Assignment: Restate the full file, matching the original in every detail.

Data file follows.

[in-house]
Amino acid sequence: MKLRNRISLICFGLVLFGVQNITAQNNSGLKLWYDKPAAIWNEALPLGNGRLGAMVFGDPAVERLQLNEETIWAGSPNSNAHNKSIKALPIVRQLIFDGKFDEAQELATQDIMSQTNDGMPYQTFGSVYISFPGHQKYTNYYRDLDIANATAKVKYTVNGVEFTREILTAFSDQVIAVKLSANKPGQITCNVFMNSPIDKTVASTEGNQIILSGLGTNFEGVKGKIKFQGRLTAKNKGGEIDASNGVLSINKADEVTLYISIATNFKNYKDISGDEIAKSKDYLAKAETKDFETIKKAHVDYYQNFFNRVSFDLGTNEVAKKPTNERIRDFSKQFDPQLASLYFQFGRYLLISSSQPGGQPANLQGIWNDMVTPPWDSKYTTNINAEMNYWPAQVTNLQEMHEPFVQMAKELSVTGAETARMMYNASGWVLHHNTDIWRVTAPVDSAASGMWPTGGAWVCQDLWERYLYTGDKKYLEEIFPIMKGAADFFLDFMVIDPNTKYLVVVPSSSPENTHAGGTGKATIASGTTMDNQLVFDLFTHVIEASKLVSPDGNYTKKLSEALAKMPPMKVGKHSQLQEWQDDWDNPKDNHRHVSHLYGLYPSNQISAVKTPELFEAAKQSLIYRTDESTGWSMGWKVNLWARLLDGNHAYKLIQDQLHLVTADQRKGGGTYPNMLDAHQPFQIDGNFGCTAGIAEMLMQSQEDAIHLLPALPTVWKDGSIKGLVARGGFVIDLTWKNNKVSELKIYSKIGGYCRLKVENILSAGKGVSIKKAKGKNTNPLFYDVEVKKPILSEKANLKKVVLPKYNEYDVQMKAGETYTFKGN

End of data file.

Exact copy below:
[in-house]
Amino acid sequence: MKLRNRISLICFGLVLFGVQNITAQNNSGLKLWYDKPAAIWNEALPLGNGRLGAMVFGDPAVERLQLNEETIWAGSPNSNAHNKSIKALPIVRQLIFDGKFDEAQELATQDIMSQTNDGMPYQTFGSVYISFPGHQKYTNYYRDLDIANATAKVKYTVNGVEFTREILTAFSDQVIAVKLSANKPGQITCNVFMNSPIDKTVASTEGNQIILSGLGTNFEGVKGKIKFQGRLTAKNKGGEIDASNGVLSINKADEVTLYISIATNFKNYKDISGDEIAKSKDYLAKAETKDFETIKKAHVDYYQNFFNRVSFDLGTNEVAKKPTNERIRDFSKQFDPQLASLYFQFGRYLLISSSQPGGQPANLQGIWNDMVTPPWDSKYTTNINAEMNYWPAQVTNLQEMHEPFVQMAKELSVTGAETARMMYNASGWVLHHNTDIWRVTAPVDSAASGMWPTGGAWVCQDLWERYLYTGDKKYLEEIFPIMKGAADFFLDFMVIDPNTKYLVVVPSSSPENTHAGGTGKATIASGTTMDNQLVFDLFTHVIEASKLVSPDGNYTKKLSEALAKMPPMKVGKHSQLQEWQDDWDNPKDNHRHVSHLYGLYPSNQISAVKTPELFEAAKQSLIYRTDESTGWSMGWKVNLWARLLDGNHAYKLIQDQLHLVTADQRKGGGTYPNMLDAHQPFQIDGNFGCTAGIAEMLMQSQEDAIHLLPALPTVWKDGSIKGLVARGGFVIDLTWKNNKVSELKIYSKIGGYCRLKVENILSAGKGVSIKKAKGKNTNPLFYDVEVKKPILSEKANLKKVVLPKYNEYDVQMKAGETYTFKGN